Provided by: libpcre2-dev_10.34-7ubuntu0.1_amd64 bug


       PCRE2 - Perl-compatible regular expressions (revised API)


       This  document  describes  the  two  different  algorithms that are available in PCRE2 for
       matching a compiled regular expression against a  given  subject  string.  The  "standard"
       algorithm  is the one provided by the pcre2_match() function. This works in the same as as
       Perl's matching function, and provide a Perl-compatible matching operation.  The  just-in-
       time (JIT) optimization that is described in the pcre2jit documentation is compatible with
       this function.

       An alternative algorithm is provided by the pcre2_dfa_match() function; it operates  in  a
       different   way,   and  is  not  Perl-compatible.  This  alternative  has  advantages  and
       disadvantages compared with the standard algorithm, and these are described below.

       When there is only one possible way in which a given subject string can match  a  pattern,
       the  two  algorithms  give  the  same answer. A difference arises, however, when there are
       multiple possibilities. For example, if the pattern


       is matched against the string

         <something> <something else> <something further>

       there are three possible answers. The standard algorithm finds only one of  them,  whereas
       the alternative algorithm finds all three.


       The  set  of strings that are matched by a regular expression can be represented as a tree
       structure. An unlimited repetition in the pattern makes the tree of infinite size, but  it
       is  still  a  tree.  Matching the pattern to a given subject string (from a given starting
       point) can be thought of as a search of the tree.  There are two ways to  search  a  tree:
       depth-first  and  breadth-first,  and  these  correspond  to  the  two matching algorithms
       provided by PCRE2.


       In the terminology of Jeffrey Friedl's book "Mastering Regular Expressions", the  standard
       algorithm  is  an  "NFA  algorithm". It conducts a depth-first search of the pattern tree.
       That is, it proceeds along a single path through  the  tree,  checking  that  the  subject
       matches  what  is required. When there is a mismatch, the algorithm tries any alternatives
       at the current point, and if they all fail, it backs up to the previous  branch  point  in
       the tree, and tries the next alternative branch at that level. This often involves backing
       up (moving to the left) in the subject string as  well.  The  order  in  which  repetition
       branches are tried is controlled by the greedy or ungreedy nature of the quantifier.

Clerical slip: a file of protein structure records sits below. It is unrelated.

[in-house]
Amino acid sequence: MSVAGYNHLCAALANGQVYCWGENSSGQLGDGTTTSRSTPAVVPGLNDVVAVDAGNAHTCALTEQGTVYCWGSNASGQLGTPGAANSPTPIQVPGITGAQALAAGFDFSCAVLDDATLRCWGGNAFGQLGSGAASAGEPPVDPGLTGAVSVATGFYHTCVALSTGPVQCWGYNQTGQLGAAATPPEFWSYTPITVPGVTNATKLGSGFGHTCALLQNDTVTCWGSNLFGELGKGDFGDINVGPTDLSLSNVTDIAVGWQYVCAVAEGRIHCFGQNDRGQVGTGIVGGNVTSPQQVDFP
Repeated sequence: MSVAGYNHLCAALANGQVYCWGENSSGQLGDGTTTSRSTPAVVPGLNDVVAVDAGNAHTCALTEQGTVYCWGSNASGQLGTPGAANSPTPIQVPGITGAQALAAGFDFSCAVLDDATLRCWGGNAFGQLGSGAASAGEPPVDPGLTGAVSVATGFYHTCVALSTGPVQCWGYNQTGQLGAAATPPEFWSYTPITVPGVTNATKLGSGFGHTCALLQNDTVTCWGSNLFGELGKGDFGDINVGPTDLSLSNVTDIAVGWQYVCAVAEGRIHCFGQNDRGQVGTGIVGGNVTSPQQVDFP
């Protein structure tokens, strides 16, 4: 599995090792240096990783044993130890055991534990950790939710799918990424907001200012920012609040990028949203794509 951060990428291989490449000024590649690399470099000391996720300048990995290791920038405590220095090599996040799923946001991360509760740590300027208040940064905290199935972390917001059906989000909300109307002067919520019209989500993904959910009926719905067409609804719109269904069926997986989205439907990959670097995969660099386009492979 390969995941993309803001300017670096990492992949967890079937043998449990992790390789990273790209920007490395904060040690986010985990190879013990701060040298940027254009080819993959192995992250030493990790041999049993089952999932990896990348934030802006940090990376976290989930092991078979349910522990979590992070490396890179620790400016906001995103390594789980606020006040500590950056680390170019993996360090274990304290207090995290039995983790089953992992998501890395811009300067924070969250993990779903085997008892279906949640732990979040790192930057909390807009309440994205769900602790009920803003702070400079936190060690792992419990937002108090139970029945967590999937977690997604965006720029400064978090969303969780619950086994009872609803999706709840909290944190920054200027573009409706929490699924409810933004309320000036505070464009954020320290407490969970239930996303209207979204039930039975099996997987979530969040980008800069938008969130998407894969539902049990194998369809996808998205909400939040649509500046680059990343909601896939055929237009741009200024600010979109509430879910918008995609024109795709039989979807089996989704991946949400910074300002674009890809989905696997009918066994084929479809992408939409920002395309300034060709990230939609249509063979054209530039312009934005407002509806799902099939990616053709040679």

If  a  leaf  node  is  reached,  a  matching  string has been found, and at that point the
       algorithm stops. Thus, if there is more than one possible match,  this  algorithm  returns
       the  first  one  that  it  finds.  Whether  this  is  the  shortest,  the longest, or some
       intermediate length depends on the way the greedy and ungreedy repetition quantifiers  are
       specified in the pattern.

       Because  it  ends up with a single path through the tree, it is relatively straightforward
       for this algorithm to keep track of the substrings that are matched  by  portions  of  the
       pattern   in   parentheses.   This   provides   support   for  capturing  parentheses  and


       This algorithm conducts a breadth-first search  of  the  tree.  Starting  from  the  first
       matching  point  in  the  subject,  it  scans the subject string from left to right, once,
       character by character, and as it does this, it remembers all the paths through  the  tree
       that  represent valid matches. In Friedl's terminology, this is a kind of "DFA algorithm",
       though it is not implemented as a traditional finite  state  machine  (it  keeps  multiple
       states active simultaneously).

       Although  the  general  principle  of this matching algorithm is that it scans the subject
       string only once,  without  backtracking,  there  is  one  exception:  when  a  lookaround
       assertion  is encountered, the characters following or preceding the current point have to
       be independently inspected.

       The scan continues until either the end of the subject is reached, or there  are  no  more
       unterminated  paths.  At  this  point,  terminated  paths represent the different matching
       possibilities (if there are none, the match has failed).  Thus, if there is more than  one
       possible match, this algorithm finds all of them, and in particular, it finds the longest.
       The matches are returned in decreasing order of length. There is an  option  to  stop  the
       algorithm after the first match (which is necessarily the shortest) is found.

       Note  that  all  the matches that are found start at the same point in the subject. If the


       is matched against the string "the caterpillar catchment", the result is the three strings